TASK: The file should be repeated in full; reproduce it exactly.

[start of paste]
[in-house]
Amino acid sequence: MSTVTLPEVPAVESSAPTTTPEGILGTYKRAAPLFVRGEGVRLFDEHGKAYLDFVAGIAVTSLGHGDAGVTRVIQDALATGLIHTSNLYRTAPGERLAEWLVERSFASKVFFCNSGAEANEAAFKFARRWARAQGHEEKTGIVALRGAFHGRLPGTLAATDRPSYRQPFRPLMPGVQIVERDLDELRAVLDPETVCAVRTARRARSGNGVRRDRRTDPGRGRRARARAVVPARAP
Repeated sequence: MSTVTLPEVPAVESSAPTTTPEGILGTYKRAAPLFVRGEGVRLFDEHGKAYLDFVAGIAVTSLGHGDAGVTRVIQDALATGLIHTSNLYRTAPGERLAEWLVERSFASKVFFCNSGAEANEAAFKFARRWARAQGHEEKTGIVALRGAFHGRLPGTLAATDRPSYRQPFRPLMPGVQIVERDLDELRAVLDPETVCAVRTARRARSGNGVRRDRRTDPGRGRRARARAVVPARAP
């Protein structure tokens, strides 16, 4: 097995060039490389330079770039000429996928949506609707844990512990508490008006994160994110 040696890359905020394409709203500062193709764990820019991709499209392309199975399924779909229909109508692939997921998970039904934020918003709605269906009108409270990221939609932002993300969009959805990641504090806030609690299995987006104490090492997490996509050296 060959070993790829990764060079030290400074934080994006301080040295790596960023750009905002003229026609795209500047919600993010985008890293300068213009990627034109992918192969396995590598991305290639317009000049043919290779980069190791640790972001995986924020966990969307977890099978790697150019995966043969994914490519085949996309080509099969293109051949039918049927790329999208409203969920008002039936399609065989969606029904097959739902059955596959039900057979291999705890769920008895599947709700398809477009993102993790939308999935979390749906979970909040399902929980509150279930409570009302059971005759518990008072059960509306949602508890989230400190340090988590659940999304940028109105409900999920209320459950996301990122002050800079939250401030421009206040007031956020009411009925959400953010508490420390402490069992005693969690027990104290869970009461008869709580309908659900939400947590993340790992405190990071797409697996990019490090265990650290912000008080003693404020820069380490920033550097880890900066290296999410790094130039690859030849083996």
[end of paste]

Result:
[in-house]
Amino acid sequence: MSTVTLPEVPAVESSAPTTTPEGILGTYKRAAPLFVRGEGVRLFDEHGKAYLDFVAGIAVTSLGHGDAGVTRVIQDALATGLIHTSNLYRTAPGERLAEWLVERSFASKVFFCNSGAEANEAAFKFARRWARAQGHEEKTGIVALRGAFHGRLPGTLAATDRPSYRQPFRPLMPGVQIVERDLDELRAVLDPETVCAVRTARRARSGNGVRRDRRTDPGRGRRARARAVVPARAP
Repeated sequence: MSTVTLPEVPAVESSAPTTTPEGILGTYKRAAPLFVRGEGVRLFDEHGKAYLDFVAGIAVTSLGHGDAGVTRVIQDALATGLIHTSNLYRTAPGERLAEWLVERSFASKVFFCNSGAEANEAAFKFARRWARAQGHEEKTGIVALRGAFHGRLPGTLAATDRPSYRQPFRPLMPGVQIVERDLDELRAVLDPETVCAVRTARRARSGNGVRRDRRTDPGRGRRARARAVVPARAP
């Protein structure tokens, strides 16, 4: 097995060039490389330079770039000429996928949506609707844990512990508490008006994160994110 040696890359905020394409709203500062193709764990820019991709499209392309199975399924779909229909109508692939997921998970039904934020918003709605269906009108409270990221939609932002993300969009959805990641504090806030609690299995987006104490090492997490996509050296 060959070993790829990764060079030290400074934080994006301080040295790596960023750009905002003229026609795209500047919600993010985008890293300068213009990627034109992918192969396995590598991305290639317009000049043919290779980069190791640790972001995986924020966990969307977890099978790697150019995966043969994914490519085949996309080509099969293109051949039918049927790329999208409203969920008002039936399609065989969606029904097959739902059955596959039900057979291999705890769920008895599947709700398809477009993102993790939308999935979390749906979970909040399902929980509150279930409570009302059971005759518990008072059960509306949602508890989230400190340090988590659940999304940028109105409900999920209320459950996301990122002050800079939250401030421009206040007031956020009411009925959400953010508490420390402490069992005693969690027990104290869970009461008869709580309908659900939400947590993340790992405190990071797409697996990019490090265990650290912000008080003693404020820069380490920033550097880890900066290296999410790094130039690859030849083996």